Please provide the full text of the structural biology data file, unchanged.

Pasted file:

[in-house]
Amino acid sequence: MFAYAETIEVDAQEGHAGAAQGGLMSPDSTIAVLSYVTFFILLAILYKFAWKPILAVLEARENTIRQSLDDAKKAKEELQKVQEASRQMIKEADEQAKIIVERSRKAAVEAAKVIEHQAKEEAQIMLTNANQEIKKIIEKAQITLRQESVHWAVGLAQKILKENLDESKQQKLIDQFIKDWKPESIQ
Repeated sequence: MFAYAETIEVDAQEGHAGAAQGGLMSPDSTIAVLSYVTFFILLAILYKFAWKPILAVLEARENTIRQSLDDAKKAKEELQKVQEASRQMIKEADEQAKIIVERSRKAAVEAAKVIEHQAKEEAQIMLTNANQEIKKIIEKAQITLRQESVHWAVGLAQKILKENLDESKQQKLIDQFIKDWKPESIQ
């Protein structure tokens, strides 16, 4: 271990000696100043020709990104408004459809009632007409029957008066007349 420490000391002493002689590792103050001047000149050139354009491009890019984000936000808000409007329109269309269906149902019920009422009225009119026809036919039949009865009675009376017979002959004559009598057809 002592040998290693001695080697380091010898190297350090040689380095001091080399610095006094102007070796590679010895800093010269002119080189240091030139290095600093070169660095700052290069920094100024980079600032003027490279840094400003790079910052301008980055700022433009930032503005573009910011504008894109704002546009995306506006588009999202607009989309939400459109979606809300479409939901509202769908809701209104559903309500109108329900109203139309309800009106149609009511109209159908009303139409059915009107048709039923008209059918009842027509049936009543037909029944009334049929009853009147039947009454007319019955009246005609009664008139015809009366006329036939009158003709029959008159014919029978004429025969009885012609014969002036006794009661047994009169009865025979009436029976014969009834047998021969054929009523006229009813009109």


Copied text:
[in-house]
Amino acid sequence: MFAYAETIEVDAQEGHAGAAQGGLMSPDSTIAVLSYVTFFILLAILYKFAWKPILAVLEARENTIRQSLDDAKKAKEELQKVQEASRQMIKEADEQAKIIVERSRKAAVEAAKVIEHQAKEEAQIMLTNANQEIKKIIEKAQITLRQESVHWAVGLAQKILKENLDESKQQKLIDQFIKDWKPESIQ
Repeated sequence: MFAYAETIEVDAQEGHAGAAQGGLMSPDSTIAVLSYVTFFILLAILYKFAWKPILAVLEARENTIRQSLDDAKKAKEELQKVQEASRQMIKEADEQAKIIVERSRKAAVEAAKVIEHQAKEEAQIMLTNANQEIKKIIEKAQITLRQESVHWAVGLAQKILKENLDESKQQKLIDQFIKDWKPESIQ
């Protein structure tokens, strides 16, 4: 271990000696100043020709990104408004459809009632007409029957008066007349 420490000391002493002689590792103050001047000149050139354009491009890019984000936000808000409007329109269309269906149902019920009422009225009119026809036919039949009865009675009376017979002959004559009598057809 002592040998290693001695080697380091010898190297350090040689380095001091080399610095006094102007070796590679010895800093010269002119080189240091030139290095600093070169660095700052290069920094100024980079600032003027490279840094400003790079910052301008980055700022433009930032503005573009910011504008894109704002546009995306506006588009999202607009989309939400459109979606809300479409939901509202769908809701209104559903309500109108329900109203139309309800009106149609009511109209159908009303139409059915009107048709039923008209059918009842027509049936009543037909029944009334049929009853009147039947009454007319019955009246005609009664008139015809009366006329036939009158003709029959008159014919029978004429025969009885012609014969002036006794009661047994009169009865025979009436029976014969009834047998021969054929009523006229009813009109």